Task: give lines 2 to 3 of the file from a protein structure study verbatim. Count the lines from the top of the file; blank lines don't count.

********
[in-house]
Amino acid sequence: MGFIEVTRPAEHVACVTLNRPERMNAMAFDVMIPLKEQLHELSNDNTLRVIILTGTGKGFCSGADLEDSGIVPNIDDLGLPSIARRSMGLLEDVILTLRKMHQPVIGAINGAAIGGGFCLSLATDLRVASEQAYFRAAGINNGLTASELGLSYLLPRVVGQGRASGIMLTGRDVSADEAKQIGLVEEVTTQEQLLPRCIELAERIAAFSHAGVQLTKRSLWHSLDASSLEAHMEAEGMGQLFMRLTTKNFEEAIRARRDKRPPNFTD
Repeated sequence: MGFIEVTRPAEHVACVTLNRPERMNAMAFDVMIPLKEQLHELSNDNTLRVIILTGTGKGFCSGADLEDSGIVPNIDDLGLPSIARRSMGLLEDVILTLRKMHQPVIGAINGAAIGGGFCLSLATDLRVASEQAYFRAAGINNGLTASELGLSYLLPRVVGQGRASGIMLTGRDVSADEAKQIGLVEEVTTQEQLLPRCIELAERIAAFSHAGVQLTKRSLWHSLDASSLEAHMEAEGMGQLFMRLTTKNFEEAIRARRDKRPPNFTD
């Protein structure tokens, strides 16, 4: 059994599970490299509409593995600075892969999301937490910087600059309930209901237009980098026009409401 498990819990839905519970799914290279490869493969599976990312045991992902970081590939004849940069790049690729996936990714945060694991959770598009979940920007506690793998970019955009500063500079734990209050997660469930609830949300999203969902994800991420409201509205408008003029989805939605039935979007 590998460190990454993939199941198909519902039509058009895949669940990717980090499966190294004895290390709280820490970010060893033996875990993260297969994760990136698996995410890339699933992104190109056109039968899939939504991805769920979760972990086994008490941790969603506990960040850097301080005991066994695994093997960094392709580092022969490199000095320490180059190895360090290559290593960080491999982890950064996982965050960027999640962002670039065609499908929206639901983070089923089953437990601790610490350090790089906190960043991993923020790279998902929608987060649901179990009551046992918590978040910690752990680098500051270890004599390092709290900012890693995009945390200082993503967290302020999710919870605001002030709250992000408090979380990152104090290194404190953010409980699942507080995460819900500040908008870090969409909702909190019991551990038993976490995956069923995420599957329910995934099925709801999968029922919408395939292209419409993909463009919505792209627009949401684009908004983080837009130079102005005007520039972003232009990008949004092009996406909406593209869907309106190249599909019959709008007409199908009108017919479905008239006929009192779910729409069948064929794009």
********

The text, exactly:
Amino acid sequence: MGFIEVTRPAEHVACVTLNRPERMNAMAFDVMIPLKEQLHELSNDNTLRVIILTGTGKGFCSGADLEDSGIVPNIDDLGLPSIARRSMGLLEDVILTLRKMHQPVIGAINGAAIGGGFCLSLATDLRVASEQAYFRAAGINNGLTASELGLSYLLPRVVGQGRASGIMLTGRDVSADEAKQIGLVEEVTTQEQLLPRCIELAERIAAFSHAGVQLTKRSLWHSLDASSLEAHMEAEGMGQLFMRLTTKNFEEAIRARRDKRPPNFTD
Repeated sequence: MGFIEVTRPAEHVACVTLNRPERMNAMAFDVMIPLKEQLHELSNDNTLRVIILTGTGKGFCSGADLEDSGIVPNIDDLGLPSIARRSMGLLEDVILTLRKMHQPVIGAINGAAIGGGFCLSLATDLRVASEQAYFRAAGINNGLTASELGLSYLLPRVVGQGRASGIMLTGRDVSADEAKQIGLVEEVTTQEQLLPRCIELAERIAAFSHAGVQLTKRSLWHSLDASSLEAHMEAEGMGQLFMRLTTKNFEEAIRARRDKRPPNFTD